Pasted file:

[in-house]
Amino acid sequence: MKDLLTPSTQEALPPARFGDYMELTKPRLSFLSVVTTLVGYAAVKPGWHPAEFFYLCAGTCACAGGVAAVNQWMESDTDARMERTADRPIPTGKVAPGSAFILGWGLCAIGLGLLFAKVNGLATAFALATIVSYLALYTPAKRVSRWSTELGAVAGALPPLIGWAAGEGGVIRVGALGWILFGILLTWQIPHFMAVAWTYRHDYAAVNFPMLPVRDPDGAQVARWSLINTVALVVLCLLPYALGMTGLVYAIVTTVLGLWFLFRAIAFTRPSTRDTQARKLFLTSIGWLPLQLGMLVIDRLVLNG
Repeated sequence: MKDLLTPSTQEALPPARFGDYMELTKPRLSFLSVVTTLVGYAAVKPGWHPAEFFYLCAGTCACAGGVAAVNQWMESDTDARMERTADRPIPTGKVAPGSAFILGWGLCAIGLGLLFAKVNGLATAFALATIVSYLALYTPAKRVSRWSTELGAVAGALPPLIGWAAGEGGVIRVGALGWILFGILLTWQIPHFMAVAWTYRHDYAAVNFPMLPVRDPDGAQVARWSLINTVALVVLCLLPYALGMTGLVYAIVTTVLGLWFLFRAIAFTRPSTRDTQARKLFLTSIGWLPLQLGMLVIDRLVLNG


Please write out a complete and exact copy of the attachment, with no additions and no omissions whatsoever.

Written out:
[in-house]
Amino acid sequence: MKDLLTPSTQEALPPARFGDYMELTKPRLSFLSVVTTLVGYAAVKPGWHPAEFFYLCAGTCACAGGVAAVNQWMESDTDARMERTADRPIPTGKVAPGSAFILGWGLCAIGLGLLFAKVNGLATAFALATIVSYLALYTPAKRVSRWSTELGAVAGALPPLIGWAAGEGGVIRVGALGWILFGILLTWQIPHFMAVAWTYRHDYAAVNFPMLPVRDPDGAQVARWSLINTVALVVLCLLPYALGMTGLVYAIVTTVLGLWFLFRAIAFTRPSTRDTQARKLFLTSIGWLPLQLGMLVIDRLVLNG
Repeated sequence: MKDLLTPSTQEALPPARFGDYMELTKPRLSFLSVVTTLVGYAAVKPGWHPAEFFYLCAGTCACAGGVAAVNQWMESDTDARMERTADRPIPTGKVAPGSAFILGWGLCAIGLGLLFAKVNGLATAFALATIVSYLALYTPAKRVSRWSTELGAVAGALPPLIGWAAGEGGVIRVGALGWILFGILLTWQIPHFMAVAWTYRHDYAAVNFPMLPVRDPDGAQVARWSLINTVALVVLCLLPYALGMTGLVYAIVTTVLGLWFLFRAIAFTRPSTRDTQARKLFLTSIGWLPLQLGMLVIDRLVLNG